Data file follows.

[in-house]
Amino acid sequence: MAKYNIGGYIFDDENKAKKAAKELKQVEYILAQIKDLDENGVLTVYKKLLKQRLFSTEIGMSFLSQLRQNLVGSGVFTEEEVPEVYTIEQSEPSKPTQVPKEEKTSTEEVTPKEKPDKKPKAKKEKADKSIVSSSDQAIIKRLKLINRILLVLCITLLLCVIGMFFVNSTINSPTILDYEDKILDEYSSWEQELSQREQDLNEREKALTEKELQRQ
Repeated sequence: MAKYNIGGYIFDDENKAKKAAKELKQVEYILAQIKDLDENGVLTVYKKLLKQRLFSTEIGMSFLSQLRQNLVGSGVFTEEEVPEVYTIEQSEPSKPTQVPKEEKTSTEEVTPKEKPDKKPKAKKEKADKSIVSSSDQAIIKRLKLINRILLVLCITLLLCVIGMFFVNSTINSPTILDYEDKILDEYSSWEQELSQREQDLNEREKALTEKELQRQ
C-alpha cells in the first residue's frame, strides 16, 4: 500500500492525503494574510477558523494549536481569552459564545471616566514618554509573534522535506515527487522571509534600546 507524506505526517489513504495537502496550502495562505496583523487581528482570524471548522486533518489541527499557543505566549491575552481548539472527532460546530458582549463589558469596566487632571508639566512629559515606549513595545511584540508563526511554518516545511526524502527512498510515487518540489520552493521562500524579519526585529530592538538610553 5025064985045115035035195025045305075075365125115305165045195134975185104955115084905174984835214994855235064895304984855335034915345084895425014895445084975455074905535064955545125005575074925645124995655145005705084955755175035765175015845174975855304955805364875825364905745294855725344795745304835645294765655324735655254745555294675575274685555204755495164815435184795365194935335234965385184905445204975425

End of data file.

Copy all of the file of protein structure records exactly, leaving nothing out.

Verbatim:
[in-house]
Amino acid sequence: MAKYNIGGYIFDDENKAKKAAKELKQVEYILAQIKDLDENGVLTVYKKLLKQRLFSTEIGMSFLSQLRQNLVGSGVFTEEEVPEVYTIEQSEPSKPTQVPKEEKTSTEEVTPKEKPDKKPKAKKEKADKSIVSSSDQAIIKRLKLINRILLVLCITLLLCVIGMFFVNSTINSPTILDYEDKILDEYSSWEQELSQREQDLNEREKALTEKELQRQ
Repeated sequence: MAKYNIGGYIFDDENKAKKAAKELKQVEYILAQIKDLDENGVLTVYKKLLKQRLFSTEIGMSFLSQLRQNLVGSGVFTEEEVPEVYTIEQSEPSKPTQVPKEEKTSTEEVTPKEKPDKKPKAKKEKADKSIVSSSDQAIIKRLKLINRILLVLCITLLLCVIGMFFVNSTINSPTILDYEDKILDEYSSWEQELSQREQDLNEREKALTEKELQRQ
C-alpha cells in the first residue's frame, strides 16, 4: 500500500492525503494574510477558523494549536481569552459564545471616566514618554509573534522535506515527487522571509534600546 507524506505526517489513504495537502496550502495562505496583523487581528482570524471548522486533518489541527499557543505566549491575552481548539472527532460546530458582549463589558469596566487632571508639566512629559515606549513595545511584540508563526511554518516545511526524502527512498510515487518540489520552493521562500524579519526585529530592538538610553 5025064985045115035035195025045305075075365125115305165045195134975185104955115084905174984835214994855235064895304984855335034915345084895425014895445084975455074905535064955545125005575074925645124995655145005705084955755175035765175015845174975855304955805364875825364905745294855725344795745304835645294765655324735655254745555294675575274685555204755495164815435184795365194935335234965385184905445204975425